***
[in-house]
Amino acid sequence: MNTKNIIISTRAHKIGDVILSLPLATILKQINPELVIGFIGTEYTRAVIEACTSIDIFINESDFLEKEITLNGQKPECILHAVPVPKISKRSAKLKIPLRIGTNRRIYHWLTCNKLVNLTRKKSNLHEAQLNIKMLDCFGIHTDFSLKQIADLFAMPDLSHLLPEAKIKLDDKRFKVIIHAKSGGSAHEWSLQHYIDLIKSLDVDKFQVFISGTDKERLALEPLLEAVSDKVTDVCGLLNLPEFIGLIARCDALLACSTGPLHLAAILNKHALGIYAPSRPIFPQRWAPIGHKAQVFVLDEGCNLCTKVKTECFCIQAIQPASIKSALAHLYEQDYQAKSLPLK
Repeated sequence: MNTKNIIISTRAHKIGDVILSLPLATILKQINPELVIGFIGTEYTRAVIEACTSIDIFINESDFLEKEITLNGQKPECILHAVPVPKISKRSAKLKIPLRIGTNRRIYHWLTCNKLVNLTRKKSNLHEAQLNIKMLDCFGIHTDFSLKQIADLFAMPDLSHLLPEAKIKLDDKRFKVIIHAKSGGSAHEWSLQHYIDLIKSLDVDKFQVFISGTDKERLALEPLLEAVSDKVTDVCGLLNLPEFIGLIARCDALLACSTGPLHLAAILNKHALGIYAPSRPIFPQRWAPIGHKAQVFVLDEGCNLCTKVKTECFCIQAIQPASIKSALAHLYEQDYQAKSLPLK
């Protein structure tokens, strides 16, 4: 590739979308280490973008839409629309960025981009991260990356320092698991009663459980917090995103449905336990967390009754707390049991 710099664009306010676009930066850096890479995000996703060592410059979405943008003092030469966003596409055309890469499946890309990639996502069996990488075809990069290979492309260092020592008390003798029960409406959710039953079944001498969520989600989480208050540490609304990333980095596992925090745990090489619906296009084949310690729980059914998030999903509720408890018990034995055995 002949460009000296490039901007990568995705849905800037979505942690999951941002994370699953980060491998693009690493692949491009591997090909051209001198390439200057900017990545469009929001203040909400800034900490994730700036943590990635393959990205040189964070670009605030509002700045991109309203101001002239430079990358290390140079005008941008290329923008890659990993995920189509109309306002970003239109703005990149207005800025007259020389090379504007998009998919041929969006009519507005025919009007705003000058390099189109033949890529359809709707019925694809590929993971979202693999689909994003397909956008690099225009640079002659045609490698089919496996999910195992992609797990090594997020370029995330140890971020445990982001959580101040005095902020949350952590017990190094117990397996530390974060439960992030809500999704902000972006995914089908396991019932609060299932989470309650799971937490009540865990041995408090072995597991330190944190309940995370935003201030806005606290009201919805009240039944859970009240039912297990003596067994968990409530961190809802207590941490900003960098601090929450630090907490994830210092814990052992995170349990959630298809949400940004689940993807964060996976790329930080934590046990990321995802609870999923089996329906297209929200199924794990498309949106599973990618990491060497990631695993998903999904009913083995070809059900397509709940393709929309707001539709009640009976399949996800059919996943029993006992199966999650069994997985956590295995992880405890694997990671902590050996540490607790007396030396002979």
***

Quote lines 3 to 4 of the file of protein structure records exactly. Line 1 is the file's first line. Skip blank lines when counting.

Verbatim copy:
Repeated sequence: MNTKNIIISTRAHKIGDVILSLPLATILKQINPELVIGFIGTEYTRAVIEACTSIDIFINESDFLEKEITLNGQKPECILHAVPVPKISKRSAKLKIPLRIGTNRRIYHWLTCNKLVNLTRKKSNLHEAQLNIKMLDCFGIHTDFSLKQIADLFAMPDLSHLLPEAKIKLDDKRFKVIIHAKSGGSAHEWSLQHYIDLIKSLDVDKFQVFISGTDKERLALEPLLEAVSDKVTDVCGLLNLPEFIGLIARCDALLACSTGPLHLAAILNKHALGIYAPSRPIFPQRWAPIGHKAQVFVLDEGCNLCTKVKTECFCIQAIQPASIKSALAHLYEQDYQAKSLPLK
């Protein structure tokens, strides 16, 4: 590739979308280490973008839409629309960025981009991260990356320092698991009663459980917090995103449905336990967390009754707390049991 710099664009306010676009930066850096890479995000996703060592410059979405943008003092030469966003596409055309890469499946890309990639996502069996990488075809990069290979492309260092020592008390003798029960409406959710039953079944001498969520989600989480208050540490609304990333980095596992925090745990090489619906296009084949310690729980059914998030999903509720408890018990034995055995 002949460009000296490039901007990568995705849905800037979505942690999951941002994370699953980060491998693009690493692949491009591997090909051209001198390439200057900017990545469009929001203040909400800034900490994730700036943590990635393959990205040189964070670009605030509002700045991109309203101001002239430079990358290390140079005008941008290329923008890659990993995920189509109309306002970003239109703005990149207005800025007259020389090379504007998009998919041929969006009519507005025919009007705003000058390099189109033949890529359809709707019925694809590929993971979202693999689909994003397909956008690099225009640079002659045609490698089919496996999910195992992609797990090594997020370029995330140890971020445990982001959580101040005095902020949350952590017990190094117990397996530390974060439960992030809500999704902000972006995914089908396991019932609060299932989470309650799971937490009540865990041995408090072995597991330190944190309940995370935003201030806005606290009201919805009240039944859970009240039912297990003596067994968990409530961190809802207590941490900003960098601090929450630090907490994830210092814990052992995170349990959630298809949400940004689940993807964060996976790329930080934590046990990321995802609870999923089996329906297209929200199924794990498309949106599973990618990491060497990631695993998903999904009913083995070809059900397509709940393709929309707001539709009640009976399949996800059919996943029993006992199966999650069994997985956590295995992880405890694997990671902590050996540490607790007396030396002979």